rabbit

Rabbit

Introduction

Rabbits were introduced into Britain in the Middle Ages. Some rabbits escaped and colonised the countryside. Later fanciers bred rabbits for exhibition, which is why there is such a variety of rabbits available today. Rabbits are traditionally kept in a hutch outdoors but are increasingly popular as house pets. Rabbits are sociable animals, usually enjoying the company of other rabbits. If you wish to keep 2 or more, the best option is to have them neutered. Rabbits can live up to 8 years and are most suitable for older children.

Choosing and buying your rabbit

There are many varieties of rabbits available that vary greatly in size and temperament. Dwarf lop eared rabbits are very popular due to their appealing looks, attractive colours and docile nature. Although a dwarf lop is smaller than English or French lops. they can still be quite large when fully grown and can weigh more than 2kg. Longhaired rabbits are less suitable as pets because they usually need daily grooming, which is time consuming and must not be neglected.

Whatever variety is chosen, rabbits should be at least 8 weeks old. When you buy a new baby rabbit, it should be fed only hay and water for the first day and allowed time to adapt to its new home. You should continue to feed whatever the rabbit is used to for at least the first few weeks. Any change of diet should be made slowly over a period of 7 to 30 days.

Housing

Rabbits should be provided with as large cage as possible in which they can comfortably stand on their hind legs. A hutch for outdoors should be sturdy and water proof. It should be raised off the floor by about 25cm and placed in a sheltered position or inside a shed. Rabbits must be protected from inclement weathers as well as strong sunlight. (a hutch cover, blanket or piece of old carpet will often offer added protection on cold nights)

House rabbits are often kept in cages similar to those used for hamsters, only much larger. These should be placed in a cool room and out of direct sunlight and draughts. All rabbits benefit from access to a pen or run in the garden. Avoid using pesticides nearby and ensure that the enclosure is secure enough to keep the rabbit in as well as other animals out.

Bedding and hutch maintenance

A hutch or cage should have a layer of shavings on the floor with plenty of hay or straw provided for nesting. Any shavings or bedding that become wet should be removed daily along with any uneaten fresh foods.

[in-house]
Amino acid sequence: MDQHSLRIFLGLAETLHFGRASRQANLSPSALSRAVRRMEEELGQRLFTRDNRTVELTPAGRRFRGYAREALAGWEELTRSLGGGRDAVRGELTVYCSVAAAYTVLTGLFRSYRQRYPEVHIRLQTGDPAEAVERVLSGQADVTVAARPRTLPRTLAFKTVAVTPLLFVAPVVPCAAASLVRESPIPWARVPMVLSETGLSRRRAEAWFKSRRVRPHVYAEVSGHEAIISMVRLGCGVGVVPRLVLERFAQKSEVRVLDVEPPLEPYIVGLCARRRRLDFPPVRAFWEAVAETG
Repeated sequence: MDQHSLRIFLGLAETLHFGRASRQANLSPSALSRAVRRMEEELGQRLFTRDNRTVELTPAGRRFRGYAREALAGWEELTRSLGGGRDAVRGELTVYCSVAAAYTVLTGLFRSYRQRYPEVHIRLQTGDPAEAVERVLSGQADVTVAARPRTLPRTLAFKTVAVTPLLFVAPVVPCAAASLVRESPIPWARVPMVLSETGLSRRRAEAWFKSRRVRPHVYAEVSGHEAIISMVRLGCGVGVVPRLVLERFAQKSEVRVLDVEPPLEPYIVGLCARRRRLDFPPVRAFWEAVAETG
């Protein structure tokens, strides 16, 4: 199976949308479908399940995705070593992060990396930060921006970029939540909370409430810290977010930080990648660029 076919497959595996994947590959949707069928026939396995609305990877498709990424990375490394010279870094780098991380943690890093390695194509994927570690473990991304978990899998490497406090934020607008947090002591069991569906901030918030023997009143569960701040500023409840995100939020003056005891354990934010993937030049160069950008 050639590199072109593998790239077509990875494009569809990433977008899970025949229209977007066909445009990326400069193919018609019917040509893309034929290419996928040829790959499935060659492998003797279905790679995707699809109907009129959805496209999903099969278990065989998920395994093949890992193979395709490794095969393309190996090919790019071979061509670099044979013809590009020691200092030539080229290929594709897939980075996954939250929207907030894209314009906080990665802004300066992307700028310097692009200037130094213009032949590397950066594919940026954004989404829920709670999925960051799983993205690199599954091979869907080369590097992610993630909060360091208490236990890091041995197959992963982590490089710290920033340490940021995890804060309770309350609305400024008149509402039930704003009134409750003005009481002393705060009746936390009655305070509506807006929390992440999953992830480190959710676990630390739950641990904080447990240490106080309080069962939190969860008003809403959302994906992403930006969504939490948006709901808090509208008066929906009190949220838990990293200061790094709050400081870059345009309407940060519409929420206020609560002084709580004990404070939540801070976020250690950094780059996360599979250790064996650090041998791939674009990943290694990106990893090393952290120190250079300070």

Hygiene is extremely important, particularly in summer. If not kept clean the hutch will attract flies and other undesirable pests. As a general rule, cages should be cleaned thoroughly at least once a week. A good quality, pet-friendly disinfectant should be used and all the bedding and shavings replaced with a fresh supply. Rabbits often use the same area for their toilet every day. This allows them
to be trained to use a litter tray which can be easily cleaned out daily. Outdoor runs should be moved regularly.

Feeding and water

The most important part of a rabbit’s diet is good quality hay or freeze dried grass. This should be fed liberally and be available at all times. Rabbits need to nibble all day so hay gives them something to do. Most importantly, it provides the fibre needed for a healthy gut and helps to prevent dental problems.

A wide range of prepared foods is available and many are now formulated for rabbits of different ages or sizes. Be very careful not to overfeed as this can lead to obesity. Fresh foods are always enjoyed but should be given in moderation. Baby rabbits in particular should only get very small amounts and contrary to popular belief, lettuce should be avoided. Suitable fresh foods include kale,
spring greens, broccoli and carrot as well as fruit like apple. Fresh foods should be washed thoroughly before feeding and should not be allowed to become frosted or frozen. Anything that is not eaten should be removed regularly.

Fresh clean water must be available at all times and is best provided by a gravity-fed bottle.

General care

Adopting a good routine and feeding plenty of hay will help keep your rabbit healthy. Pet rabbits should be allocated some of their owner s time everyday and usually enjoy attention. Grooming them with a soft brush can be one means of interaction.

Rabbits can become stressed very easily and are prone to digestive disorders. Any signs of ill health should be referred to a vet without delay.

Vaccinations against myxomatosis and another serious disease known as VHD are available and recommended. It is also prudent to have rabbits neutered as this helps prevent some behavioural and health issues. Pet rabbits should be registered with your vet and insurance against unexpected veterinary costs should be considered.

Fly strike: It is recommended to check your rabbit underneath regularly, especially during the summer to ensure they are clean.  Flies are attracted to soiled areas around the rabbit s tail and can lay their eggs there, which will then develop into maggots.

Shopping List

  • Outdoor hutch/indoor cage
  • Rabbit food
  • Shopping List
  • Run or pen for the garden
  • Ceramic food dish
  • Water bottle and bottle brush
  • Hay or freeze dried grass
  • Hay or straw for bedding
  • Shavings
  • Treats
  • Toys
  • Gnaw block
  • Mineral block/vitamin drops
  • Pet safe disinfectant
  • Fly repellent
  • Rabbit care book